GATHERING 2011 – RECAP
Attending Alan Moon’s Gathering of Friends is always one of my favorite gaming and social experiences. Not only do I get to play dozens of games virtually non-stop over the course of five days, I also get to socialize with some of my favorite gaming buddies from around the world. Most of them I would never see in person were it not for the Gathering, so it is always a priority for me to attend.
I must admit, however, that I was on the fence about attending this year. The site moved from Columbus, Ohio to Niagara Falls, New York. Since moving to East Tennessee back in 2005, I have been able to drive to the Gathering each year as Columbus is only about a six-hour drive from my home. This made it very convenient, as I was able to bring a large suitcase of games, plus participate in the Saturday morning flea market. The latter was especially beneficial, as I usually made enough money from game sales to pay all of the costs associated with attending the convention (registration fee, hotel, food, etc.) Plus, I had a vehicle with me, which made going to restaurants and area attractions much more convenient and less intrusive on others.
So, when Alan announced it was being moved to Niagara Falls, I was concerned. While the prospect of seeing Niagara Falls was alluring, I realized my cost of attending had just increased substantially. I would now have to fly, and flight prices to Buffalo are not cheap. I would also not be able to recoup my costs from game sales at the flea market, as transporting the large suitcase of games would be cost prohibitive. Then there was the inconvenience of not having my own vehicle with me. Suddenly what had become a no-or-low cost gaming vacation was now going to cost me $750 – $1,000. Ouch.
Ultimately, the allure of spending five fun-filled days socializing and playing games with good friends prevailed. I’m happy I came to my senses. I have been having a grand time, and even spent three hours Tuesday walking around the Falls and into Canada. I understand Niagara Falls is now considered one of the wonders of the world, and I can see why. It is amazing.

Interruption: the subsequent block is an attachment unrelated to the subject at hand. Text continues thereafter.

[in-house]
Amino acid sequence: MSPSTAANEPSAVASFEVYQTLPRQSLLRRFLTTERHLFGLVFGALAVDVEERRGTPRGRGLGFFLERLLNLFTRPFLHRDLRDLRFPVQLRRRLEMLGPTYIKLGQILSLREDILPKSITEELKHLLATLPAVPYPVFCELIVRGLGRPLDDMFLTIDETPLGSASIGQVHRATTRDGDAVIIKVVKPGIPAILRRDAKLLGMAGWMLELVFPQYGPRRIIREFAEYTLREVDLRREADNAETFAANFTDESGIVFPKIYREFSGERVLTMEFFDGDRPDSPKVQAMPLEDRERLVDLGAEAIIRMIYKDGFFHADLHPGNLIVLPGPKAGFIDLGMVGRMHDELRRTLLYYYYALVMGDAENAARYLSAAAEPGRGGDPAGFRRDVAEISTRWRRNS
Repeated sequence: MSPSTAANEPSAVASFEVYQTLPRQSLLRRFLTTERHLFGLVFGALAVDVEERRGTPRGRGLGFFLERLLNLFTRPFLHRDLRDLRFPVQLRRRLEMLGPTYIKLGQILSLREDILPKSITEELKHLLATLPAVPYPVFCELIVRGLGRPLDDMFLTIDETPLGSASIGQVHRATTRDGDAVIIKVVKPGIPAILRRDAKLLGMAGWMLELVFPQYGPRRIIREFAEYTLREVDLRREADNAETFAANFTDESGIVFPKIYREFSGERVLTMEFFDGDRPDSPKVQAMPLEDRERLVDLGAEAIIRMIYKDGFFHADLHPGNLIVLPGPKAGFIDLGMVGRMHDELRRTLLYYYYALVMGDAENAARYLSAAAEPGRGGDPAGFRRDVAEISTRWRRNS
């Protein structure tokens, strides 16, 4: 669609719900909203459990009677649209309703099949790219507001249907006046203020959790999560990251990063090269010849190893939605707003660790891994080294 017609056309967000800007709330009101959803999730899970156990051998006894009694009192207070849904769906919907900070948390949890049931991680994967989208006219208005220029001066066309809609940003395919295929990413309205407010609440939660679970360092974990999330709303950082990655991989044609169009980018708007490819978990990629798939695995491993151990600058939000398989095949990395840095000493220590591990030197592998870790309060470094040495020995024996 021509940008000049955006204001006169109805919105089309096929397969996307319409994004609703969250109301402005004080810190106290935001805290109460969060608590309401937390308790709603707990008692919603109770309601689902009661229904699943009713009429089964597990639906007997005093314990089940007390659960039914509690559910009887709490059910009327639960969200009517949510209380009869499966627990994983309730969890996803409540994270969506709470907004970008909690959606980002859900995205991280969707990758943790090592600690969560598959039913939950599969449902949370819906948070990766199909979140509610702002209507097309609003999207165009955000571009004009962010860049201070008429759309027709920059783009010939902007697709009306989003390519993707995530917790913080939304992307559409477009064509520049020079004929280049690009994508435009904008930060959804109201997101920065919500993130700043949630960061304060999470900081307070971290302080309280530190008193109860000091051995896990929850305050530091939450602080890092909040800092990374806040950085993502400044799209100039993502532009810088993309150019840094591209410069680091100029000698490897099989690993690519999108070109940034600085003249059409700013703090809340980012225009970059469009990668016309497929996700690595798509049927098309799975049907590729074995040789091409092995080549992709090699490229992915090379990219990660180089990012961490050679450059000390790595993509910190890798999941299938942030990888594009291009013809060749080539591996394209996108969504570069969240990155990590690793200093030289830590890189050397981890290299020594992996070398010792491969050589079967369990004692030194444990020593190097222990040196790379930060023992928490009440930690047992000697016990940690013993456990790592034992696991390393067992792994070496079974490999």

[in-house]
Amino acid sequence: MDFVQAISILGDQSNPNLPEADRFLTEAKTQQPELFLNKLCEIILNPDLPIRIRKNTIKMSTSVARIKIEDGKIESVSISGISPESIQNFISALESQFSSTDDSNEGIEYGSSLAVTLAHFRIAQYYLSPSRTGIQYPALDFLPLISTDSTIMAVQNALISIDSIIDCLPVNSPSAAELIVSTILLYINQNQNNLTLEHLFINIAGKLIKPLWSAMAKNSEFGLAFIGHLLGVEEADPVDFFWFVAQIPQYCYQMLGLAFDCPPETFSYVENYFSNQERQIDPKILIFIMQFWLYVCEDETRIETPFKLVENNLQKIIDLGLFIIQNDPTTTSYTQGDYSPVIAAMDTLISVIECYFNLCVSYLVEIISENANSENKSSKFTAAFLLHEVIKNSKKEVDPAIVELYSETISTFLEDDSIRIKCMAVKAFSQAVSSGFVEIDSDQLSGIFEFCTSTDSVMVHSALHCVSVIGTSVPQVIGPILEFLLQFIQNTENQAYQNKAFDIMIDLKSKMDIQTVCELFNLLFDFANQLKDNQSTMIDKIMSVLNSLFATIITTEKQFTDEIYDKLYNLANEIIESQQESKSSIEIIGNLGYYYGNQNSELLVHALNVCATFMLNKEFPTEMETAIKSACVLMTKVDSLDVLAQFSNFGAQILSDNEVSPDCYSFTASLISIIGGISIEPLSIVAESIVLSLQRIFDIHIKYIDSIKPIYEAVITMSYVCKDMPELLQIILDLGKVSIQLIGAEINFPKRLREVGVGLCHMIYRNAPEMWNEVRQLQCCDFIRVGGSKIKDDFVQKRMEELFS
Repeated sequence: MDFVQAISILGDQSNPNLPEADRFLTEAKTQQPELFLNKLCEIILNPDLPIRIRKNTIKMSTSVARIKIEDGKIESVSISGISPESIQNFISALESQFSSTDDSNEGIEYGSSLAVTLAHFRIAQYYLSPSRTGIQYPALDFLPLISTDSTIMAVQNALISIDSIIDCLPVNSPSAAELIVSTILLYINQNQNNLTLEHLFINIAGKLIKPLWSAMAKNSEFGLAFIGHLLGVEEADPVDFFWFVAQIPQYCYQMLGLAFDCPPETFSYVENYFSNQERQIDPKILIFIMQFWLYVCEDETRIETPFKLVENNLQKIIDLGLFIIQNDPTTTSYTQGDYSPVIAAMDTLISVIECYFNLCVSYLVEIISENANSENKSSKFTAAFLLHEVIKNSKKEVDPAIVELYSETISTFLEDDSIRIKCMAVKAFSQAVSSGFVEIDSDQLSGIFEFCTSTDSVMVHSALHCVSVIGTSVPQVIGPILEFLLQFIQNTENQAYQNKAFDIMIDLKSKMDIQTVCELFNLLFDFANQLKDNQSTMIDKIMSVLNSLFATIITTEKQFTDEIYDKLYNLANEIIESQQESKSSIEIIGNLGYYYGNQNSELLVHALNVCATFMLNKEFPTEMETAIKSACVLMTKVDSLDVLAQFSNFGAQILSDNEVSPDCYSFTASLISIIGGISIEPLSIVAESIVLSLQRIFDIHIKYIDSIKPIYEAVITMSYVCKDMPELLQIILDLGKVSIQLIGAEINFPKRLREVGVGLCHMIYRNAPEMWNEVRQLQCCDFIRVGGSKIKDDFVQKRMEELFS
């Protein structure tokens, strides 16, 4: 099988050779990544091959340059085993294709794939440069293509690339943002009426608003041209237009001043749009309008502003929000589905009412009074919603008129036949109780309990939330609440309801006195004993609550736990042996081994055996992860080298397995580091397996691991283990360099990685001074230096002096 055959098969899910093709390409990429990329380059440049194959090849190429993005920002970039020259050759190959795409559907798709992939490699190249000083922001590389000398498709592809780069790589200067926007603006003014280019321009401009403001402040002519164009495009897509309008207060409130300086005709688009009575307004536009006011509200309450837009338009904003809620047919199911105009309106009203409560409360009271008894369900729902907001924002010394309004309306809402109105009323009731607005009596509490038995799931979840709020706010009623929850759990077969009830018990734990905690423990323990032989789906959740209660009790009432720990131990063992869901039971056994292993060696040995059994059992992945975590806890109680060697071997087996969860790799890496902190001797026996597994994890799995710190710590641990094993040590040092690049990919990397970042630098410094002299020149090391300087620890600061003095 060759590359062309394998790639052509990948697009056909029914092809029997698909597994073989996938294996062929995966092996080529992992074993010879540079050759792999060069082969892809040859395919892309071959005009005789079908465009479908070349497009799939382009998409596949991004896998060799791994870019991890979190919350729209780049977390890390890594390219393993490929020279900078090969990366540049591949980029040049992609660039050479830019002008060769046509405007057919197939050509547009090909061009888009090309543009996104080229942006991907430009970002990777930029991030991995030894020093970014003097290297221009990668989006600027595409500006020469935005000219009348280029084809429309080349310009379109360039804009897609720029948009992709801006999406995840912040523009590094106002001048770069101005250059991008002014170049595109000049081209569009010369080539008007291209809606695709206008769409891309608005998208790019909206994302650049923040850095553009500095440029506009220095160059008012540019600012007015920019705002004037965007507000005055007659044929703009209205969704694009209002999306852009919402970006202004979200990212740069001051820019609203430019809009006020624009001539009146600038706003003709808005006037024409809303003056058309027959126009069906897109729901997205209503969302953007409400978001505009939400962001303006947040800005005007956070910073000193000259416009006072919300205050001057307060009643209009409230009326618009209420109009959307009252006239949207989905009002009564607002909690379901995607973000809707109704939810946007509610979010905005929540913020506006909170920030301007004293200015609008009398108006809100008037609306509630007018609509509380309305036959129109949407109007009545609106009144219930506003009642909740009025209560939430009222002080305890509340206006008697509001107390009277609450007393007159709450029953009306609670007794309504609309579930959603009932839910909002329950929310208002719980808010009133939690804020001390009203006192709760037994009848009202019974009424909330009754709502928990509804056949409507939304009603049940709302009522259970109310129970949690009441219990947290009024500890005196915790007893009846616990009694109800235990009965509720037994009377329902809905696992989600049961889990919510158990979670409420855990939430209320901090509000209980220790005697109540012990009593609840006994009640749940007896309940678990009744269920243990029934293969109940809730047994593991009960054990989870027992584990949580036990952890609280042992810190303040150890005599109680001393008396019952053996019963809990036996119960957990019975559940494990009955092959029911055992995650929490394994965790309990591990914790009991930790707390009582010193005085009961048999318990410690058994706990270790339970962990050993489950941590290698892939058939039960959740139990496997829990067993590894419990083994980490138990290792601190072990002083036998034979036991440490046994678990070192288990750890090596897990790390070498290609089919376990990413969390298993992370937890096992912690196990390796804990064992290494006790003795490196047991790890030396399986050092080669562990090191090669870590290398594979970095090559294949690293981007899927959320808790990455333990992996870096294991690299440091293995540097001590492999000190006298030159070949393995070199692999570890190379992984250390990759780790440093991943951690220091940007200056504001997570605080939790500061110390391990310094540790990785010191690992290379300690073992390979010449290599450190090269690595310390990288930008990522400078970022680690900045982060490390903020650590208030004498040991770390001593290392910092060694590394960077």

On Tuesday morning, I hiked along the Niagara river, crossing the Rainbow Bridge into Canada. I followed the river all the way to the Horseshoe Falls, stopping to admire the views and browse the shops. I also took time to wander up Clifton Hill, which is a small version of the touristy strips in Gatlinburg and Pigeon Forge, Tennessee. I thoroughly enjoyed the walk and the views of the magnificent falls.
Enough of that. I’m sure most of you are reading this to find out about the games I’ve played. Here is a brief snapshot:
Pergamon — 1st & 2nd playings. As with Thebes, I dig the archaeological theme. I doesn’t hurt that my wife and I are planning a vacation to Turkey in 2012, and Pergamon is on our itinerary! While Pergamon shares a similar theme with Thebes, the mechanisms are quite different. Players have to estimate how much funding will be available, and plan their hoped-for acquisitions accordingly. The object is to collect complete artifacts and place them on exhibit.
The more valuable the exhibit, the more notoriety that is earned. A pleasant game that can play in under an hour. Of note is that this was the first and final game I played at this year’s Gathering! My rating is a 7.
Pastiche – 3rd & 4th playings. My initial concerns over a potentially game-breaking strategy has subsided. I find this game to be a nice adaptation of the trading mechanisms used in Sid Sackson’s Bazaar and in the more recent Fresko. The art theme is also still fairly fresh. I enjoy the game, even though I always seem to come up just one turn short of winning. The second edition will include nifty and handy easels on which to display the painting on which you are working. My rating is a solid 7.